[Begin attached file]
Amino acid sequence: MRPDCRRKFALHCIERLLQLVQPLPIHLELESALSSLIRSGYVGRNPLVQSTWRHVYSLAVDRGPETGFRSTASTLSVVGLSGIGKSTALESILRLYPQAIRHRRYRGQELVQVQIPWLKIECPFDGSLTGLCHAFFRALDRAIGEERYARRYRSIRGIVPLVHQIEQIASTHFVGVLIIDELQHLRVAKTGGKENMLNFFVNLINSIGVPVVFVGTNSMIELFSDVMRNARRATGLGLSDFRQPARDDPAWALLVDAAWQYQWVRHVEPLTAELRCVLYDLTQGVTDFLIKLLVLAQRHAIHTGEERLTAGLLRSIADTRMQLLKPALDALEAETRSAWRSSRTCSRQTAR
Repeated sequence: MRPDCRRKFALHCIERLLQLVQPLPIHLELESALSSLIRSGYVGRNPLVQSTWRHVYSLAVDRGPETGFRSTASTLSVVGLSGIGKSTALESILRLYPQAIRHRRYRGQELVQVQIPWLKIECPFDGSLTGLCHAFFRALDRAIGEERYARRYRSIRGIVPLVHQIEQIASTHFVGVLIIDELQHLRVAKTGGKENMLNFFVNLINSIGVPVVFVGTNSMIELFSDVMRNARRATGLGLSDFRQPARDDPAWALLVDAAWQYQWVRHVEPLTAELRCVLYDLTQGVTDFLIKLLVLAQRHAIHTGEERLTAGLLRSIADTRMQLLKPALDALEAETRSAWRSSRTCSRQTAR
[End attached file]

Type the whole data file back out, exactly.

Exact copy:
Amino acid sequence: MRPDCRRKFALHCIERLLQLVQPLPIHLELESALSSLIRSGYVGRNPLVQSTWRHVYSLAVDRGPETGFRSTASTLSVVGLSGIGKSTALESILRLYPQAIRHRRYRGQELVQVQIPWLKIECPFDGSLTGLCHAFFRALDRAIGEERYARRYRSIRGIVPLVHQIEQIASTHFVGVLIIDELQHLRVAKTGGKENMLNFFVNLINSIGVPVVFVGTNSMIELFSDVMRNARRATGLGLSDFRQPARDDPAWALLVDAAWQYQWVRHVEPLTAELRCVLYDLTQGVTDFLIKLLVLAQRHAIHTGEERLTAGLLRSIADTRMQLLKPALDALEAETRSAWRSSRTCSRQTAR
Repeated sequence: MRPDCRRKFALHCIERLLQLVQPLPIHLELESALSSLIRSGYVGRNPLVQSTWRHVYSLAVDRGPETGFRSTASTLSVVGLSGIGKSTALESILRLYPQAIRHRRYRGQELVQVQIPWLKIECPFDGSLTGLCHAFFRALDRAIGEERYARRYRSIRGIVPLVHQIEQIASTHFVGVLIIDELQHLRVAKTGGKENMLNFFVNLINSIGVPVVFVGTNSMIELFSDVMRNARRATGLGLSDFRQPARDDPAWALLVDAAWQYQWVRHVEPLTAELRCVLYDLTQGVTDFLIKLLVLAQRHAIHTGEERLTAGLLRSIADTRMQLLKPALDALEAETRSAWRSSRTCSRQTAR